One morning, I was at Biggby Coffee on East Liberty Street working on a Spanish assignment. It was the midst of winter; most people ordered hot cocoa that morning to warm up. It was 9 o’clock in the morning — one of the most hectic times in an average American’s day. While I was stressing about my assignment that was due a few short hours later, I noticed a girl crying at the corner table of the coffee shop. She was sitting alone bundled up in her winter gear with her face nestled in her hands. As she was quietly whimpering, a middle-aged woman gently tapped the girl on the shoulder asking if she was all right. “Do you need a hug?” the woman asked. The girl accepted the offer, and they embraced for a few short moments as if they were mother and daughter. The woman lent the girl a few last consoling words and then took off for her day. A minute later the girl packed up her stuff and did the same. She wasn’t crying anymore. In fact, she walked out with a smile. It was in that moment I felt the world would be a better place if it were like Ann Arbor, Mich.

I thought about all the random things the city showcases that make me smile, like the violin-playing wolf. Or the guy that sits outside of the UGLi knee slapping and playing the harmonica. I learned last year that he’s actually a professor at the University. That fact alone makes me smile.

How about the fact that you can walk everywhere? Not only is it convenient for those of us who don’t have cars, but it also works off all of the unwanted calories, like the Amer’s frozen yogurt that we all so shamelessly indulge in. The city not only forces you to exercise when walking to places, but it also accommodates all kinds of fun and adventure. Take the Nichols Arboretum for example: the winding foothills and trails are a runner’s dream, where all the day‘s stress melts away. It’s even a great place for those who want to picnic in the fields away from the hustle and bustle of downtown. And if you’re lucky you might even be able to catch a Quidditch match or witness two lovers sneaking kisses on a romantic walk. It’s the hidden gem of the city that everyone can find a use for.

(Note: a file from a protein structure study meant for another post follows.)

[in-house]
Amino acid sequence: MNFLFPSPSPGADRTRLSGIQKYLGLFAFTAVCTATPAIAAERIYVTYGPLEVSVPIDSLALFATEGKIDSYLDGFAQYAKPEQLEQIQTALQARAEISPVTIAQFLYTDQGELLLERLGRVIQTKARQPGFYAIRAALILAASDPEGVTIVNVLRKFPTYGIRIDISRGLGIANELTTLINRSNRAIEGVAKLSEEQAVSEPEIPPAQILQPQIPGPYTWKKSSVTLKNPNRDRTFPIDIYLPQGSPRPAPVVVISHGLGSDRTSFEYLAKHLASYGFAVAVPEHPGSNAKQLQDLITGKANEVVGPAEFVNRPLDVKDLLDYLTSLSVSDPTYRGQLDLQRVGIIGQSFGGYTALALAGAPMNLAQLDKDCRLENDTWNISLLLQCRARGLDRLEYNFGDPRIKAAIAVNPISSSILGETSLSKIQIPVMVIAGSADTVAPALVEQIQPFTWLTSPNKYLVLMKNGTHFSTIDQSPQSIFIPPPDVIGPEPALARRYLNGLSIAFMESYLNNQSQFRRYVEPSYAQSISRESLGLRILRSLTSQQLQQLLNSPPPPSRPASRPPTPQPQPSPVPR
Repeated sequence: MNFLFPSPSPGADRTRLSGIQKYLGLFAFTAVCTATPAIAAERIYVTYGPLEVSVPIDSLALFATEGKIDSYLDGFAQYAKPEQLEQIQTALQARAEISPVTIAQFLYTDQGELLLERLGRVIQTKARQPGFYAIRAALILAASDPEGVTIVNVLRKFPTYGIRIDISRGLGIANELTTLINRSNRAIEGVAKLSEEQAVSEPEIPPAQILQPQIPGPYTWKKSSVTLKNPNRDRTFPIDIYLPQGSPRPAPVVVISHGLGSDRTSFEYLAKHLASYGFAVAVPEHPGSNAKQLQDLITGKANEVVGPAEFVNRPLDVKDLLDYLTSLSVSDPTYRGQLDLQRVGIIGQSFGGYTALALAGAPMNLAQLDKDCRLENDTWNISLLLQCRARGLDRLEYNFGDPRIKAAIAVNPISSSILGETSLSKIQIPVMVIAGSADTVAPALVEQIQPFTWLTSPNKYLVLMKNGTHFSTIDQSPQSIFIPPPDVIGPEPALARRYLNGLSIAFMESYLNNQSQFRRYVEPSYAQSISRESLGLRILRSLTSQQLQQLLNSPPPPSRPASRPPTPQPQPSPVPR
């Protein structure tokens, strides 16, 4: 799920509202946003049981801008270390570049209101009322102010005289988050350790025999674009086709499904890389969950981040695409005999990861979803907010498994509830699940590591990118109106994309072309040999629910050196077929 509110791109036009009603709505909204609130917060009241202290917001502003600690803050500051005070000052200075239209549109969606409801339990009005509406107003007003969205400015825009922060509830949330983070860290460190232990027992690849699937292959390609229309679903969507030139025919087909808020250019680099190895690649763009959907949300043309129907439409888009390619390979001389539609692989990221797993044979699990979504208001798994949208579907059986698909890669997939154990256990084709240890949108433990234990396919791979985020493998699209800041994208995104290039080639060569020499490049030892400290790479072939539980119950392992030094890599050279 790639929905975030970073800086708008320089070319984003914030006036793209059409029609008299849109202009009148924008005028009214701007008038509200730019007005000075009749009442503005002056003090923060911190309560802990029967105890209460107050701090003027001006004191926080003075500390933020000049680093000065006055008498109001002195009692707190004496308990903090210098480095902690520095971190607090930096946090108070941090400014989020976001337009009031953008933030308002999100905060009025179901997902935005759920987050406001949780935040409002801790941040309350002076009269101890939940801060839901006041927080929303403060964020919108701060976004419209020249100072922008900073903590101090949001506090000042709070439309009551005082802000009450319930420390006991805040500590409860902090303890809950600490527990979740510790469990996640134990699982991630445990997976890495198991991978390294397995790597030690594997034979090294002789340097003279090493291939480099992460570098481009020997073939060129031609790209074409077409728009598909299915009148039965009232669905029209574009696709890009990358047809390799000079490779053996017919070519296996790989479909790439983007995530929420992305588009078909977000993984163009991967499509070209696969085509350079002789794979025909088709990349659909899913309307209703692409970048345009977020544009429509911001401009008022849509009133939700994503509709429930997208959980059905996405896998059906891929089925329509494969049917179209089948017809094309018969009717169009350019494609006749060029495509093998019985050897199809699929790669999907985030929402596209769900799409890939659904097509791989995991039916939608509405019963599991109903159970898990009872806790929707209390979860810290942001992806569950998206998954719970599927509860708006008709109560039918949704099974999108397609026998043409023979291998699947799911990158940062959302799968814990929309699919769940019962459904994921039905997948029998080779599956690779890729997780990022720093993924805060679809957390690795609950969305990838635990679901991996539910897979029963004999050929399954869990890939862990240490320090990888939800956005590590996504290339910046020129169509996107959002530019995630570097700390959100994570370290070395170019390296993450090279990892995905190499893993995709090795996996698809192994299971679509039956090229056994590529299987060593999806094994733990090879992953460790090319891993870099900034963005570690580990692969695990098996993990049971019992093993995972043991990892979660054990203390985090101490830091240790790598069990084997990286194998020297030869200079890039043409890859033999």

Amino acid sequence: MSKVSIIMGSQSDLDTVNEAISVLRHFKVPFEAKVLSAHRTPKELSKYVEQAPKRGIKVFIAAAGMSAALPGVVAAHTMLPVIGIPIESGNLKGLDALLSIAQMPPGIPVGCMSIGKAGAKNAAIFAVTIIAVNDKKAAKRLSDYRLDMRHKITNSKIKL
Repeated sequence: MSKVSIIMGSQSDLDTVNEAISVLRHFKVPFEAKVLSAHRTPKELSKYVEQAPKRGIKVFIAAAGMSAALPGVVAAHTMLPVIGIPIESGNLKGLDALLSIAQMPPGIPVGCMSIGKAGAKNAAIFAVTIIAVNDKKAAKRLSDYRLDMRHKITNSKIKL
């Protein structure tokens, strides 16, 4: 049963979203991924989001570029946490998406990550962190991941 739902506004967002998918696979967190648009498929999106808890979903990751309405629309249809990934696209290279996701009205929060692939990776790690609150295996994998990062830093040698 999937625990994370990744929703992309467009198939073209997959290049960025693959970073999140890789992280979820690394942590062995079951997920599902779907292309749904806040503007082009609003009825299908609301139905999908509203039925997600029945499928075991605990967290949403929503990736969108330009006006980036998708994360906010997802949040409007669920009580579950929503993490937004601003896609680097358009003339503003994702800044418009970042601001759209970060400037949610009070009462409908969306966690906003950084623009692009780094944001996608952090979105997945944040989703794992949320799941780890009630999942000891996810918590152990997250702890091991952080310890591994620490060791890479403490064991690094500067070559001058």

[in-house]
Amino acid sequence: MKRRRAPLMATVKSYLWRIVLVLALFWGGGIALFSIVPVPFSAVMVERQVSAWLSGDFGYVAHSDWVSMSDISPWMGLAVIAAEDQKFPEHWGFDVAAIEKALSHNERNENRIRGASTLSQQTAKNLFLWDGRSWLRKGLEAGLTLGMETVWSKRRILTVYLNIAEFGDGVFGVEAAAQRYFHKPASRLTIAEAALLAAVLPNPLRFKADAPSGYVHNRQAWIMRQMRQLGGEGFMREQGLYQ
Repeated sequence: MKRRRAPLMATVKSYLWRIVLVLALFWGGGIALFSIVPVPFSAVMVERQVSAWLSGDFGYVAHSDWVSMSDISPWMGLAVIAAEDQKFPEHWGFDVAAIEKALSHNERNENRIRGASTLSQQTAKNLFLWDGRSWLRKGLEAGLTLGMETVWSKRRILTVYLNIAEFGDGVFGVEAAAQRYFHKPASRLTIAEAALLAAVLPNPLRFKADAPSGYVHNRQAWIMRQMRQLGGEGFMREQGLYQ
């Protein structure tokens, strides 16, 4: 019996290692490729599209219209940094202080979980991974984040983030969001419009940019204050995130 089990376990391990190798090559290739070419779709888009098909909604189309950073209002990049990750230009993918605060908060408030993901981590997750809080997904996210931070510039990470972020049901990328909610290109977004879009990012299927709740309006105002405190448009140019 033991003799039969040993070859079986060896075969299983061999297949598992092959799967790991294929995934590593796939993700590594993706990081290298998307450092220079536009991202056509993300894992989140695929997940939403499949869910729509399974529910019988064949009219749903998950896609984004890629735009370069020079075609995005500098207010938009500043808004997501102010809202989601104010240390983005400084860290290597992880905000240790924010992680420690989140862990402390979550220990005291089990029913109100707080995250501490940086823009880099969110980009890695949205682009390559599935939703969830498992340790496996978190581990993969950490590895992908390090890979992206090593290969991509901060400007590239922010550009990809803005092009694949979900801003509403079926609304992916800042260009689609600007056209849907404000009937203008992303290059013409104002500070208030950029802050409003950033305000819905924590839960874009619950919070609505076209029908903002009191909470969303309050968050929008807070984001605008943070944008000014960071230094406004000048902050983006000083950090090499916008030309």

When you’re in the city, you may notice a variety of languages being spoken around you — you can hear everything from Mandarin to Greek, showing that Ann Arborites are exceptionally well-rounded and culturally aware. The worldly experience doesn’t end there. The city hosts multiple restaurants that serve various international cuisines. The best part is, it doesn’t eat away at your wallet. But if you are willing to splurge, Main Street is the place for you. The point is the options are limitless, and the beauty of Ann Arbor is you don’t have to go to Thailand to taste Thai food — you can do that just by walking a few blocks.

Also within walking distance are great shopping experiences for an entire family. From toy stores to sex shops, downtown Ann Arbor has it. It’s the perfect paradox exemplifying how conducive the area is not only for college kids, but for family life as well. Ann Arbor also has not only one movie theater, but two! Granted, some of the movies they play come out 5 months later than when they actually debut … but hey, who’s counting?

The farmer’s market is another convenient aspect of the city. Locally grown foods are cheaper and healthier for us humans, and they also decrease pollution and cut costs for imported goods from other countries. Being in Ann Arbor taught me all of that — admittedly, it also brought out the inner tree hugger in me.

Aside from the amazing sights, it’s the people of Ann Arbor, like the woman at Biggby, who make this city what it is. There’s a certain energy you can feel when you walk down the streets of downtown. Even the homeless men asking for money on the street are friendly. “You have a blessed day now,” they say, even when you can’t spare some change. The city is a perfect example for the world to model after.

So what does the world have to do to be like Ann Arbor? It’s a simple recipe really. It requires a dash of compassion, a pinch of exercise, a sprinkle of humor, a tablespoon of education and a variety of languages and cultures all blended together. Bada bing bada boom, and there you have it, the perfect recipe and most importantly, the world is saved.

Sara Shouhayib can be reached at sarasho@umich.edu.

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